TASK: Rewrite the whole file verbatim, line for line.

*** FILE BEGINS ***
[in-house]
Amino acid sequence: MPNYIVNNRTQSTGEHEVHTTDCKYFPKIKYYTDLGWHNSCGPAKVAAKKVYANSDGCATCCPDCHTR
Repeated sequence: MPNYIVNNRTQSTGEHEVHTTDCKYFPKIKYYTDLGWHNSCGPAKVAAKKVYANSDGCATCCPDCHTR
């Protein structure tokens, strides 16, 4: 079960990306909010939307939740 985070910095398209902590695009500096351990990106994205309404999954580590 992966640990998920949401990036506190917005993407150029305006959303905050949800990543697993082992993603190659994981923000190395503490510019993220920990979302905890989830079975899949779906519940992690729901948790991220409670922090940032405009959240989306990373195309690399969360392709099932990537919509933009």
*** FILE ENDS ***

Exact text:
[in-house]
Amino acid sequence: MPNYIVNNRTQSTGEHEVHTTDCKYFPKIKYYTDLGWHNSCGPAKVAAKKVYANSDGCATCCPDCHTR
Repeated sequence: MPNYIVNNRTQSTGEHEVHTTDCKYFPKIKYYTDLGWHNSCGPAKVAAKKVYANSDGCATCCPDCHTR
């Protein structure tokens, strides 16, 4: 079960990306909010939307939740 985070910095398209902590695009500096351990990106994205309404999954580590 992966640990998920949401990036506190917005993407150029305006959303905050949800990543697993082992993603190659994981923000190395503490510019993220920990979302905890989830079975899949779906519940992690729901948790991220409670922090940032405009959240989306990373195309690399969360392709099932990537919509933009």